It surprises me that people haven’t really had a crack. People have come to me over the years asking for a schedule or asking for hints and I’ve always given them as much advice as possible. I’ve always thought that it’s a record there for the taking. I think it will be broken without a doubt and I think somebody can get quite near to four hours.
Castell y Gwynt, Glyder Fawr and Snowdon from Glyder Fach
© David Dear, Dec 2009
You won the vet 40 WMRA world mountain running championships in 2001, what did that mean to you?
I finished second in the world senior championships one year and I was well beaten, but that was the fittest I’ve ever been and I thought well I’m a fit vet, I can probably give anybody a run for their money so I’m gonna go for that. It meant a lot for me winning that and I was absolutely delighted. Billy Bland once told me 1st is 1st, second is nowhere. The guy that finished first is the one on the winners list for all time.
Do you have any favourite mountain areas?
It’s so hard to choose. I love the Lake District, but I can’t abide the crowds there, it would be my favourite otherwise. I love Sutherland; the wildness and remoteness. I like the Cairngorms, but they’re a wee bit crowded. Wester Ross, I love the sci-fi mountains of Wester Ross, Stac Pollaidh and Suilven they’re magnificent. They’re not runner’s mountains as such but I love mountains anyway. I’ve just been up earlier in the year to that area and I never get tired of it.
In your training schedule, what proportion of time is spent on the fell as opposed to road/trail running?
Zero proportion of my time is spent on the road. Most of my running is trail running and the minority will be hill running. I like peak bagging, I’ve done all the Munros and Corbetts, most of the Marilyns and another category of mountains called Yeamans but they’re fairly easy runs. I’d maybe do that two or three times a week maximum and the rest of the sessions are either trail or running around the Shinty pitch in Fort William for hard sessions. I don’t spend too much time on the hills. If you look historically at the top mountain runners most of them have been the same, some of them actually spend very little time in the mountains and most of their time is spent doing hard runs on the road, trail or cross country.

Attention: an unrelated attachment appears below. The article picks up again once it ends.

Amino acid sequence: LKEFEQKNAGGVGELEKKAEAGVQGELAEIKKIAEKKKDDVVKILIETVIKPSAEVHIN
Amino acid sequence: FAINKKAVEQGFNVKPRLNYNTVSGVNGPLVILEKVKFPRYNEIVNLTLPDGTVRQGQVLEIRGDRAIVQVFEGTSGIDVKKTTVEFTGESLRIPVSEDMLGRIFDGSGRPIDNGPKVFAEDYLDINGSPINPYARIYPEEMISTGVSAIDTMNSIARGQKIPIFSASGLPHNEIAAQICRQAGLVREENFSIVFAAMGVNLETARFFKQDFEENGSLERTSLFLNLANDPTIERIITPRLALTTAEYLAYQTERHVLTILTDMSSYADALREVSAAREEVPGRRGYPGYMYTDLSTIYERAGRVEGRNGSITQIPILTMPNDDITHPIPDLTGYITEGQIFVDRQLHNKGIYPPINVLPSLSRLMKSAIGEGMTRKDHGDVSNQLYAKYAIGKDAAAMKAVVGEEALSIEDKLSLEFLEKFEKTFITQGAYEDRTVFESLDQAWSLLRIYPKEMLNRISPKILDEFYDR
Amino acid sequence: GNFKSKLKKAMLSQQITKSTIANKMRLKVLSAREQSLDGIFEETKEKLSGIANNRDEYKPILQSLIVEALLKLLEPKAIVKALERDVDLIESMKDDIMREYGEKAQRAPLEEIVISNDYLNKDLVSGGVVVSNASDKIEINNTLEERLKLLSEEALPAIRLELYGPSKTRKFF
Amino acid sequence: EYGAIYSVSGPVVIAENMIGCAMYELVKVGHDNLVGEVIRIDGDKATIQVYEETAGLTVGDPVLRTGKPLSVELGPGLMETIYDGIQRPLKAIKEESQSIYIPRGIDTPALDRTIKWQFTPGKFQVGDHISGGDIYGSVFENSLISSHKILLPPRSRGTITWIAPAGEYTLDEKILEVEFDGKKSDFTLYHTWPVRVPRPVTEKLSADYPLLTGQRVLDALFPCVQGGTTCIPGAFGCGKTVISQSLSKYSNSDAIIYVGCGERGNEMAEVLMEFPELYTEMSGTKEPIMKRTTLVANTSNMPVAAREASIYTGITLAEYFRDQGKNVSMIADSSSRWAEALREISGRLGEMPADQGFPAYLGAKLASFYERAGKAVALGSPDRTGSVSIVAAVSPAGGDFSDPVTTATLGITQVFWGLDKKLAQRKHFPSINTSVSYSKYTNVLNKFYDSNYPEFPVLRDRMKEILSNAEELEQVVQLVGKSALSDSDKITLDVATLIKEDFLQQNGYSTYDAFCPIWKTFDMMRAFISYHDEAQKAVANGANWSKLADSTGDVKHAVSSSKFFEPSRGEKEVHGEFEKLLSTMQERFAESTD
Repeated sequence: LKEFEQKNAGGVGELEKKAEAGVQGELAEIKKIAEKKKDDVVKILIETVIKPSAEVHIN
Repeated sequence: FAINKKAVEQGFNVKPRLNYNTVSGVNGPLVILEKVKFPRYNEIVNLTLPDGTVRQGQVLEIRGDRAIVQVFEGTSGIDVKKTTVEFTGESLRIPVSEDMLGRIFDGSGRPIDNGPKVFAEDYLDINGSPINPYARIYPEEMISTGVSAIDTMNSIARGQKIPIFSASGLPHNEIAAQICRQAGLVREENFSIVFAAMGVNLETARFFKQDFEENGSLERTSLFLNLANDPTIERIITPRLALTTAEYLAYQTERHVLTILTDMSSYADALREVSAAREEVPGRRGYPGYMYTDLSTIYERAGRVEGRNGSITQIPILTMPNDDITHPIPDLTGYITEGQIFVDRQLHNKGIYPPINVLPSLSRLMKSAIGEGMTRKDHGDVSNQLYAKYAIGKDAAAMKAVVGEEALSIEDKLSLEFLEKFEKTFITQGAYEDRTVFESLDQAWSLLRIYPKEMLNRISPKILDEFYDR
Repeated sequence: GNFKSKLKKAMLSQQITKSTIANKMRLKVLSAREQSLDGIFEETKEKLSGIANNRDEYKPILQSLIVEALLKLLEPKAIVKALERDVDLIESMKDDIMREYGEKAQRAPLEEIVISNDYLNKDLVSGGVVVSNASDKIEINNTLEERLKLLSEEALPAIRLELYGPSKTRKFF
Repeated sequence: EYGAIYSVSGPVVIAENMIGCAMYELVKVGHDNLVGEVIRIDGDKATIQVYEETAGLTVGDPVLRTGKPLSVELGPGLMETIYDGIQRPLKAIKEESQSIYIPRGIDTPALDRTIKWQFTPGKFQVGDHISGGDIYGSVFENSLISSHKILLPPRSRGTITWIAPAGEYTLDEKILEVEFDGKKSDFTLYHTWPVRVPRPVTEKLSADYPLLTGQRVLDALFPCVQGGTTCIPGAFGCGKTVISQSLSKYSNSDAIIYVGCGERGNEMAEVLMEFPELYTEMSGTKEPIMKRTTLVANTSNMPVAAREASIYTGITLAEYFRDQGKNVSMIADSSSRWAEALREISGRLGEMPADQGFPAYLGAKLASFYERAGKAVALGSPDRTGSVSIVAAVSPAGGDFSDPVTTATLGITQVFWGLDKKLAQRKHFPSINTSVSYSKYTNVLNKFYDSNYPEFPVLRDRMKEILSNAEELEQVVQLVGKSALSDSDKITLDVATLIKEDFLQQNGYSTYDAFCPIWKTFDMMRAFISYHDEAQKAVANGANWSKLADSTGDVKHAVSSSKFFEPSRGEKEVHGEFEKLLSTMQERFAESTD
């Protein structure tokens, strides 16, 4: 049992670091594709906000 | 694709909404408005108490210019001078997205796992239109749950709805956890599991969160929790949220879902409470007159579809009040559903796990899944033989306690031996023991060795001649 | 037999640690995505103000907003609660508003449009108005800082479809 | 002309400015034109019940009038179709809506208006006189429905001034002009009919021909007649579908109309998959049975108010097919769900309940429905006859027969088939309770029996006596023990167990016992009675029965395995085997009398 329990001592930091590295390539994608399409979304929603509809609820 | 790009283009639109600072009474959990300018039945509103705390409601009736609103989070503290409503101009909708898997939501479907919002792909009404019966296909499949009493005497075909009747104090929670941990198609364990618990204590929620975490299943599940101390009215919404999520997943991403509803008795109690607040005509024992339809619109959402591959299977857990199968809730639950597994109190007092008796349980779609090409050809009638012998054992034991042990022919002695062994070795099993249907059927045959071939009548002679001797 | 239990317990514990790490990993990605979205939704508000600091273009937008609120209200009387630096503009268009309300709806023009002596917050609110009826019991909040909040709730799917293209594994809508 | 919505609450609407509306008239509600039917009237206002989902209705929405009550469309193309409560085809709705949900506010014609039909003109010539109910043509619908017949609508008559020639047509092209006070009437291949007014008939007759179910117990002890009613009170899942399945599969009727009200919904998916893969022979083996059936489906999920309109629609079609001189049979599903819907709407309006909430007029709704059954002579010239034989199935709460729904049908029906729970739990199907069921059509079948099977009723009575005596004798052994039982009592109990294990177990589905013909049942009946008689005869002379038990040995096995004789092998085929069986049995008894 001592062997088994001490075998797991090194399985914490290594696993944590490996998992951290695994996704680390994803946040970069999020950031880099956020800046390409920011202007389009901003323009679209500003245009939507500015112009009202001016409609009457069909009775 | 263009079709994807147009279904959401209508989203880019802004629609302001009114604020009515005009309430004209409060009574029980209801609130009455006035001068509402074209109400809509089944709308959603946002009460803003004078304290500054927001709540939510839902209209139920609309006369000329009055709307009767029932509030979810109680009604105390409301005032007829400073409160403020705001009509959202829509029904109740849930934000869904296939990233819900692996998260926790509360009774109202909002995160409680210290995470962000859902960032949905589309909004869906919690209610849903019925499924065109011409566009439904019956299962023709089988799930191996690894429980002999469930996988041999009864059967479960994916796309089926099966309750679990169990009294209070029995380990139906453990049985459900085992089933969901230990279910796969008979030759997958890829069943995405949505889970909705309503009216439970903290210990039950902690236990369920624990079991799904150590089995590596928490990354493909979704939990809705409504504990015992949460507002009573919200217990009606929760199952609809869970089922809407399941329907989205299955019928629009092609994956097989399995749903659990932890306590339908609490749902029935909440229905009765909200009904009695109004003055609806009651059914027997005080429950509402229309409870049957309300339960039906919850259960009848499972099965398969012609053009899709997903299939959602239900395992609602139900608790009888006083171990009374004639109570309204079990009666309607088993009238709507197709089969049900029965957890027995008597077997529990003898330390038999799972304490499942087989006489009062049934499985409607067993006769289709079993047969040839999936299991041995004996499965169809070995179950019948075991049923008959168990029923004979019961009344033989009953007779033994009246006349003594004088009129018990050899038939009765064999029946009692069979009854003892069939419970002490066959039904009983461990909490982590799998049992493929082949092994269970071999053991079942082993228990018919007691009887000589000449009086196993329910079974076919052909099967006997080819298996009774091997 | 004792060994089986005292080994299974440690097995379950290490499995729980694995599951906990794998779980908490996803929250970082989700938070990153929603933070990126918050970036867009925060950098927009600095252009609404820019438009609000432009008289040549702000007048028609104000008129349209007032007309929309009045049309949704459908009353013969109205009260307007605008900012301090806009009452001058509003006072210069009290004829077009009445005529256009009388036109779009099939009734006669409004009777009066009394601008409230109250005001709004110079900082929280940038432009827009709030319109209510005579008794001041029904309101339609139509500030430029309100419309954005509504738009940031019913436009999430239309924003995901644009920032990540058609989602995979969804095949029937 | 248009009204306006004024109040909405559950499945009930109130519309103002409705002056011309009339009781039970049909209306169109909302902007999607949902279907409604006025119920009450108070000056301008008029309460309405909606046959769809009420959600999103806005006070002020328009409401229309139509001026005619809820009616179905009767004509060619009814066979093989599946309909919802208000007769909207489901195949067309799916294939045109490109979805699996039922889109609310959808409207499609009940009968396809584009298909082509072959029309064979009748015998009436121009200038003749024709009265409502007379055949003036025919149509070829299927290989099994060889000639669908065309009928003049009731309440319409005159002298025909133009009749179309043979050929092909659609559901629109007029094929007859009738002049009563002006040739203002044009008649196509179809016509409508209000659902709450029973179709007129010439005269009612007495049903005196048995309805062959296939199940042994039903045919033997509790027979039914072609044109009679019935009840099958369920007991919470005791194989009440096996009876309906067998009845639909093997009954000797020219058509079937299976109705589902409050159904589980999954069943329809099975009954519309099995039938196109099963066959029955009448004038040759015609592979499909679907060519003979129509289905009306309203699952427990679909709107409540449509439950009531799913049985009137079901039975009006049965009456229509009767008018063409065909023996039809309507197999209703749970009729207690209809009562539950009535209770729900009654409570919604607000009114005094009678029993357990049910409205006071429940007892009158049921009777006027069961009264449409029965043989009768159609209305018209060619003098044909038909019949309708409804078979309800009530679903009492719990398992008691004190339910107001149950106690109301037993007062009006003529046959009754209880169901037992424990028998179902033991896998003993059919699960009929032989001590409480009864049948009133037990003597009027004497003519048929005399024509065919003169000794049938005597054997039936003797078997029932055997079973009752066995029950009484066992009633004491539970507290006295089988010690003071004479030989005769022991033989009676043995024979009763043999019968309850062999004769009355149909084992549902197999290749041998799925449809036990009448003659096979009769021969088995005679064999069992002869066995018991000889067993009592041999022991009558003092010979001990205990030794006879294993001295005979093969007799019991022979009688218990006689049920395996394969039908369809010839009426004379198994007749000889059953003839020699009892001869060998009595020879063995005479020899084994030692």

Do you keep a strict training schedule in terms of miles run or mountains ascended?
Over the years by trial and error I have found what my body is capable of taking. I trialled 100 miles a week in the 1980s, which wasn’t at all unreasonable, people were advocating that you do at least 100 miles a week if you’ve got ambitions to do well in road races, half marathons and such like. Some were even advocating that you should do 150 to 200 miles a week. If you can get away with that it can be remarkable but I don’t think the body’s meant for that amount of miles per week. In my case it certainly wasn’t meant for 100 miles a week. I tried it for four weeks and I got extremely tired and started picking up niggles and eventually I just couldn’t do it. I realised that my body was capable of taking around 50 to 60 miles per week and if I went over that I was starting to get problems. I think everybody has to find their niche. Nowadays I’m quite happy doing 50 miles a week, if I can do 60 that’s great, that’s pretty well all I need. I’ve got my own objectives for climbing; I try and do 365,000 feet of climbing a year. I manage that every year, in fact I’m usually over 400,000 feet of climbing. I think it’s a good idea to have a lot of ascent just to get your muscles used to climbing. I think you’ve got to know what you’re aiming for and what your body’s capable of doing.
In the quarter of a century since Colin Donnelly's Welsh 3000-ers record, no runner has come close to equalling his time of 4 hours and 19 minutes. Film maker Alun Hughes was on hand back in 1988 to capture footage of the run, and this short film is just one chapter of his classic outdoor film '80s Birth of the Extreme':
The full film is available for download on Steepedge
Calum Muskett is a 19 year old Outdoor Instructor and sponsored hot shot from Bethesda. Check out his website here.